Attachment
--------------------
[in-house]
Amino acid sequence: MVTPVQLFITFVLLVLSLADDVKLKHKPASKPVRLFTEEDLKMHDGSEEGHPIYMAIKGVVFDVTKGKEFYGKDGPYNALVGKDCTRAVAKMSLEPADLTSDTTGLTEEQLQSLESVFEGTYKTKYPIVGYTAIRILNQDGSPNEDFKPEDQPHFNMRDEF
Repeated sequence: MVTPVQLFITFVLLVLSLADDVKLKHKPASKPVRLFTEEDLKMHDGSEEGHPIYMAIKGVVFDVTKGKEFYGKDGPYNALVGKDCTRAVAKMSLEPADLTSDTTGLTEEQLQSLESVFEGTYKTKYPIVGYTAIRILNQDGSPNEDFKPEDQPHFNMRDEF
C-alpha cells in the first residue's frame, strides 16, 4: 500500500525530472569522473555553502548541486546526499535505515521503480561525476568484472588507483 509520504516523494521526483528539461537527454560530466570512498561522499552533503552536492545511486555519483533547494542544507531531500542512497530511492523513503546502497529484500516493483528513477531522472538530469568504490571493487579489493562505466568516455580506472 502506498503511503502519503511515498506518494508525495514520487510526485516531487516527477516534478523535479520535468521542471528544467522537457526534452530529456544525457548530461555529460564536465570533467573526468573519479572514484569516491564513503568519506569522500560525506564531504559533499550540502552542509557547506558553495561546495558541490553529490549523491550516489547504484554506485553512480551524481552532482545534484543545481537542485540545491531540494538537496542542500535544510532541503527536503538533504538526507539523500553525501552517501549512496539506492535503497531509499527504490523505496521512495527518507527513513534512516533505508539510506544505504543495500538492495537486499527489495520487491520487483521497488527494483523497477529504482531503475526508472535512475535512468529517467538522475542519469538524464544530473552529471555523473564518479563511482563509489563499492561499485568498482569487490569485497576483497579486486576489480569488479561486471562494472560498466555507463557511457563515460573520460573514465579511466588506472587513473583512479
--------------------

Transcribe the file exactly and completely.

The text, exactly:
[in-house]
Amino acid sequence: MVTPVQLFITFVLLVLSLADDVKLKHKPASKPVRLFTEEDLKMHDGSEEGHPIYMAIKGVVFDVTKGKEFYGKDGPYNALVGKDCTRAVAKMSLEPADLTSDTTGLTEEQLQSLESVFEGTYKTKYPIVGYTAIRILNQDGSPNEDFKPEDQPHFNMRDEF
Repeated sequence: MVTPVQLFITFVLLVLSLADDVKLKHKPASKPVRLFTEEDLKMHDGSEEGHPIYMAIKGVVFDVTKGKEFYGKDGPYNALVGKDCTRAVAKMSLEPADLTSDTTGLTEEQLQSLESVFEGTYKTKYPIVGYTAIRILNQDGSPNEDFKPEDQPHFNMRDEF
C-alpha cells in the first residue's frame, strides 16, 4: 500500500525530472569522473555553502548541486546526499535505515521503480561525476568484472588507483 509520504516523494521526483528539461537527454560530466570512498561522499552533503552536492545511486555519483533547494542544507531531500542512497530511492523513503546502497529484500516493483528513477531522472538530469568504490571493487579489493562505466568516455580506472 502506498503511503502519503511515498506518494508525495514520487510526485516531487516527477516534478523535479520535468521542471528544467522537457526534452530529456544525457548530461555529460564536465570533467573526468573519479572514484569516491564513503568519506569522500560525506564531504559533499550540502552542509557547506558553495561546495558541490553529490549523491550516489547504484554506485553512480551524481552532482545534484543545481537542485540545491531540494538537496542542500535544510532541503527536503538533504538526507539523500553525501552517501549512496539506492535503497531509499527504490523505496521512495527518507527513513534512516533505508539510506544505504543495500538492495537486499527489495520487491520487483521497488527494483523497477529504482531503475526508472535512475535512468529517467538522475542519469538524464544530473552529471555523473564518479563511482563509489563499492561499485568498482569487490569485497576483497579486486576489480569488479561486471562494472560498466555507463557511457563515460573520460573514465579511466588506472587513473583512479